14 Mar, 11 | by BMJ Group
Elizabeth Loder reports on a panel discussion held at the International Publication Planning Association meeting in St Louis, Missouri.
In mid-February I travelled to St. Louis to represent the BMJ at the Midwest meeting of the International Publication Planning Association. Along with Brian Mandell , editor-in-chief of the Cleveland Clinic Journal of Medicine, and Patricia Baskin, the executive editor of Neurology, I participated in a panel discussion moderated by Susan Siska of Abbott Pharmaceuticals. The title was “How journal editors view industry-sponsored publications.” Ms Siska invited each editor to briefly describe their journal and then to review the top three matters they encountered in dealing with industry publications. This was followed by a question and answer session which evolved into a lively discussion of the thorny question of authorship. The debate centered on the question of “ghost” authors; in particular, medical writers paid by the pharmaceutical industry who may prepare a manuscript’s first draft, among other things, but who traditionally have not always been listed as authors when the paper is published.
The Cleveland Clinic Journal of Medicine publishes only review articles, and has just instituted a new policy regarding industry involvement in a review’s preparation. Until February of this year, the journal published such articles, with the rationale “that when a new drug or device was introduced, it was those physicians most familiar with the drug or device and the raw data who could best discuss its use.” Over time, though, the journal’s editors became worried about their ability to detect subtle bias or spin, as well as the “burden this places on our peer-review process.” A new policy was introduced: “We will no longer consider for publication in regular monthly issues of the CCJM any review article in which a manufacturer played a part in the preparation of the manuscript, either directly or through payment to the author or a surrogate. We will continue to consider articles written by experts who declare relationships with companies, such as accepting research grants or serving as consultants. Such experts often know the most about new devices and drugs. Still, we feel we must draw the line at a direct pharmaceutical company role in the development and preparation of articles. We will continue to alert our readers to all potential conflicts of interest or bias.”
Neurology, on the other hand, has taken a different approach. The journal publishes original research as well as review articles. Its leadership did not find satisfactory the International Committee of Medical Journals (ICMJE) approach to authorship, which Ms. Baskin described as specifying who deserves to be an author. Rather, Neurology seeks to identify as an author anyone who has influenced the content of the paper, including any paid medical writer. The rationale: “It seems self-evident that a first draft of a manuscript generally serves as the intellectual framework of all subsequent revisions and modifications. We at Neurology think that the author of the first draft of a manuscript should be recognized. ”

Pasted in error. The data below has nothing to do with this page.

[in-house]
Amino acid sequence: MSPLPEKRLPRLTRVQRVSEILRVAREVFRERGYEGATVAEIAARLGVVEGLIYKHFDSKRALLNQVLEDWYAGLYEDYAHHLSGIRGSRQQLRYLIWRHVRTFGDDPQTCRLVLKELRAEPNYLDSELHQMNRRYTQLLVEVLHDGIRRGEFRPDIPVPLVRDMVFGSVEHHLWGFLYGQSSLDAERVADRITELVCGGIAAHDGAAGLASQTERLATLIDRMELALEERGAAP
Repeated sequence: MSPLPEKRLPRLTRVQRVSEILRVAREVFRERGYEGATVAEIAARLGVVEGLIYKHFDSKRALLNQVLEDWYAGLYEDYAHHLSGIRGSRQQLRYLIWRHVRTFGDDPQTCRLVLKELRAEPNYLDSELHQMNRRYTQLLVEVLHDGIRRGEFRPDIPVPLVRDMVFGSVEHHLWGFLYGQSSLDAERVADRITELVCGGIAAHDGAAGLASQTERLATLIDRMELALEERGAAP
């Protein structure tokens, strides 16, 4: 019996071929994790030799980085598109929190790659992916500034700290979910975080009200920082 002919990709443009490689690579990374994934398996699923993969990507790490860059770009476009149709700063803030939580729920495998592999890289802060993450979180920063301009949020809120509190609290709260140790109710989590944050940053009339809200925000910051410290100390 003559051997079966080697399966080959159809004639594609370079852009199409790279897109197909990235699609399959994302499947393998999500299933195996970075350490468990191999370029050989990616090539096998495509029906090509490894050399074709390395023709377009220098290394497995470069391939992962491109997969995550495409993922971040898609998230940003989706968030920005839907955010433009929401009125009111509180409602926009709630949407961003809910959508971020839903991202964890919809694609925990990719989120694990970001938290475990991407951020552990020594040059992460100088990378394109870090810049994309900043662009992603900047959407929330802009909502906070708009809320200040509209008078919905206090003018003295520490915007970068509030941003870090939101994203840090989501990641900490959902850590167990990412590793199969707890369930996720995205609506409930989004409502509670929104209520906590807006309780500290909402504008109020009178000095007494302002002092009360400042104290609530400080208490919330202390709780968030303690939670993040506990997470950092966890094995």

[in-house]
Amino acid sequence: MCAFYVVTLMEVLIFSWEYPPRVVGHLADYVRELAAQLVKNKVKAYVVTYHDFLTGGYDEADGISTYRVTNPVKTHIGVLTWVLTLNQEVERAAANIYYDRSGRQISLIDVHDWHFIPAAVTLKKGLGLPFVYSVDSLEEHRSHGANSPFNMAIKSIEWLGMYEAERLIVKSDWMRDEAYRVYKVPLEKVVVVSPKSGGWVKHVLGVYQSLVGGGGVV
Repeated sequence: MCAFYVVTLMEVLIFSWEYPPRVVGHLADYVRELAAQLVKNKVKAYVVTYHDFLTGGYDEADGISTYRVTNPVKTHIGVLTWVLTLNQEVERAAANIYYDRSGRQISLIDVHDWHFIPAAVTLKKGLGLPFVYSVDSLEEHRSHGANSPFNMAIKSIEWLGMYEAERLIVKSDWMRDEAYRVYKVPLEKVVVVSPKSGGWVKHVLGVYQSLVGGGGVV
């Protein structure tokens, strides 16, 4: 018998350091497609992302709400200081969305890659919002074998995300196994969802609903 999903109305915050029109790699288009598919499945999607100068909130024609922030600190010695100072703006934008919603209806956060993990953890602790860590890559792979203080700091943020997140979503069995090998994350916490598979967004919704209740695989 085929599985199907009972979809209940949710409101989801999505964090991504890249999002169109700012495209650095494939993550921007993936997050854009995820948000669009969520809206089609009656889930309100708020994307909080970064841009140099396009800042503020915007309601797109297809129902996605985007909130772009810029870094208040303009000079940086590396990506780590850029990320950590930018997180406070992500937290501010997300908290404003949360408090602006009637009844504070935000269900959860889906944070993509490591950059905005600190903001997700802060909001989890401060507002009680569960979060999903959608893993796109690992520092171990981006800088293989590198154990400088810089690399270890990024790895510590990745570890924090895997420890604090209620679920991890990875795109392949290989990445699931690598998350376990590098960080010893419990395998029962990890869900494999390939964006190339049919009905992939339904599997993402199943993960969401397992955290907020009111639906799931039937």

What are the merits and drawbacks of these two policies? In the case of the Cleveland Clinic Journal of Medicine, it is likely too soon to draw any conclusions. In my view, excluding direct pharmaceutical company involvement in the preparation of review articles is probably a step in the right direction. One wonders how much of the actual grunt work involved in reviews – the formulation of the search strategy, selection of articles, and data abstraction – academic authors really do in such cases, when it is so easy to rely on the hired medical writers.
On the other hand, such exclusion does not eliminate the possibility of bias or spin, and probably will not greatly lighten the load on peer reviewers. Some of the most egregious examples of bias in the preparation of reviews or research reports, in my experience, stem from academic conflicts of interest. These are more difficult to identify and to root out because doing so is not just a matter, as it so often is with pharmaceutical industry connections, of “following the money.” Consequently, this more pernicious form of bias receives little attention.
The approach taken by Neurology is equally interesting, particularly notable for its novel egalitarianism. As with many well-intentioned schemes, however, execution may prove challenging. I can envision a number of possible problems, including what should be done when someone instrumental in designing and carrying out a study does not agree with the way results are reported or interpreted, and declines to be an author (read more). And then there’s the fact that editors and peer reviewers often have substantial influence on the content of a paper. Editors in particular sometimes require the inclusion or omission of particular information or insist that authors change conclusions that are not firmly supported by the data contained in a paper. Often this means that the main message of the paper changes substantially. Does that make us authors, too?
In the end, these two new approaches to the persistent problems of authorship (What does it mean to be an author? Who “deserves” to be one?) illustrate a troubling lack of consensus. One thing is clear, though: the definition of “authorship” is a work in progress, and the world view of the International Committee of Medical Journal Editors is not universally shared.
Elizabeth Loder is the BMJ’s US based clinical epidemiology editor.